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Sunday, January 23, 2011

Damaged PCs

     So, I've been working on some PCs lately that have some serious software damage.  We're talking damage to essential windows files.  And they way things look isn't pretty.  So, when these kinds of problems arise, where the system itself is damaged, and few options seem to be left, what are your options?
     There are just a few that I'm willing to consider.  If you've done everything like running your anti-virus, scanning your PC for malware, and checked all the hardware for damage, but your system still seems broken, then you have two major choices to make:  Repair or Replace.
     I'm usually a fan of the first choice, which within itself contains a few smaller choices.  Those are to attempt a recovery, or run a re-installation.
     The first matter is preferable, because who wants to constantly go about getting your computer set up just the way you like it all over again?  No one I know.  But this option tends to be the most annoying and difficult to properly achieve.  If you are lucky enough to have Windows 7 (or maybe stuck with a copy of Vista), you may have the system recovery disc.  These disks are fantastic for repairing a damaged Windows OS's, but only work if you have your matching generation's disk.  For those running Windows XP/2000, you have the ability to do repair installation if you have your original installation disk.  And, if you are really attached to your current configuration, you can pay someone ridiculous sums of money to painstakingly reconfigure your whole computer file by file.  This last options is something I do not suggest.  Honestly, if it has come to the point of having to restructure the OS file by file, just have the tech retrieve your information and re-install.  It will be cheaper.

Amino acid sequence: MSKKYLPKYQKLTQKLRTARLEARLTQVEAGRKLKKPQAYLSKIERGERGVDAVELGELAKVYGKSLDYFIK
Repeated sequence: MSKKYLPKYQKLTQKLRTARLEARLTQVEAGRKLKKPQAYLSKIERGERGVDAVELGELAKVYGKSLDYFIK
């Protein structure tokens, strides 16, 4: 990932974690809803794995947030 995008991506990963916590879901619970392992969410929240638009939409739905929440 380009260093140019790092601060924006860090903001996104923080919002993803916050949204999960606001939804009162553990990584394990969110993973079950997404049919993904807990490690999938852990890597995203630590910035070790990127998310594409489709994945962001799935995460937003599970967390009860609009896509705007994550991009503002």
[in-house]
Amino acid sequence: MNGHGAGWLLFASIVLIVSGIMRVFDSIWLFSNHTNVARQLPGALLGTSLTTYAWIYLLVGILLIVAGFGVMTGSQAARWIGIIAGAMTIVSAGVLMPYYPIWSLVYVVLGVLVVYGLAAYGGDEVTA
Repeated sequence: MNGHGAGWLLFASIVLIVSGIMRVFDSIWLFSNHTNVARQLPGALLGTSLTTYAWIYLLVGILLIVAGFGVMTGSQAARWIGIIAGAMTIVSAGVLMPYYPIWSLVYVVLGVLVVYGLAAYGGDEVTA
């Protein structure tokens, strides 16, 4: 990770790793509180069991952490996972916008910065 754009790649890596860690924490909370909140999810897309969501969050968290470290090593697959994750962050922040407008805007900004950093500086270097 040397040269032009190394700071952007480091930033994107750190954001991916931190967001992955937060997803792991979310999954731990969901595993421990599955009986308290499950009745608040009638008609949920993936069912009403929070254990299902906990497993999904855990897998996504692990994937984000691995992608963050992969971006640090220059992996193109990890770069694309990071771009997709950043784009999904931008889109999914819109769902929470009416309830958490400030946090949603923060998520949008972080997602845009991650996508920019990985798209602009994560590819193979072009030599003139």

The re-install option works best if the computer is horribly infected.  If to much nastiness is going on to really use your computer, a repair installation doesn't usually help, its more for times where three or four things are wrong, but you can still use your PC.  A re-installation leaves you with a fresh, clean copy of your OS, and allows you to only re-install the necessary software you actually use.  As long as you have a good tech support personnel, and you have requested to have your system backed up, this should be relatively minor in its inconvenience.  You just have to put your personal files back into the proper place, and re-install some of your software, which your tech support will gladly do for a nominal fee.  Often times, this is usually the fasted road to getting your computer up and running again, because an OS installation takes time, but at least they happen without much fuss and confusion.  Even a green tech support employee can re-install an OS with out much trouble.
     And finally, in the face of mounting tech support costs and the constantly lowering price of computer electronics, if worst comes to worst, you can always buy a new computer.  The benefits to this method of computing is that you always stay up-to-date with technology.  In some very rare cases, this can even be cheaper than trying to restore your old computer (very rare).
     But this method can be expensive in its own right.  If you don't know much about computers and have a lot of personal files stored up, you'll have to migrate all of that information over.  Once again, you tech support person will probably be glad to offer you this service for a nominal fee.  Another downside to a strait upgrade is that often times your old software isn't compatible with your new computer.  There are many tricks around this limitation, but they are some of the more complicated aspects of computing, so I won't go into detail in this article.
     So there you have it, your options if your computer goes south for the winter and doesn't ever come back.  As always, you can contact Digital Fruit Tech Support with any support questions you have, and we will be pleased to help you.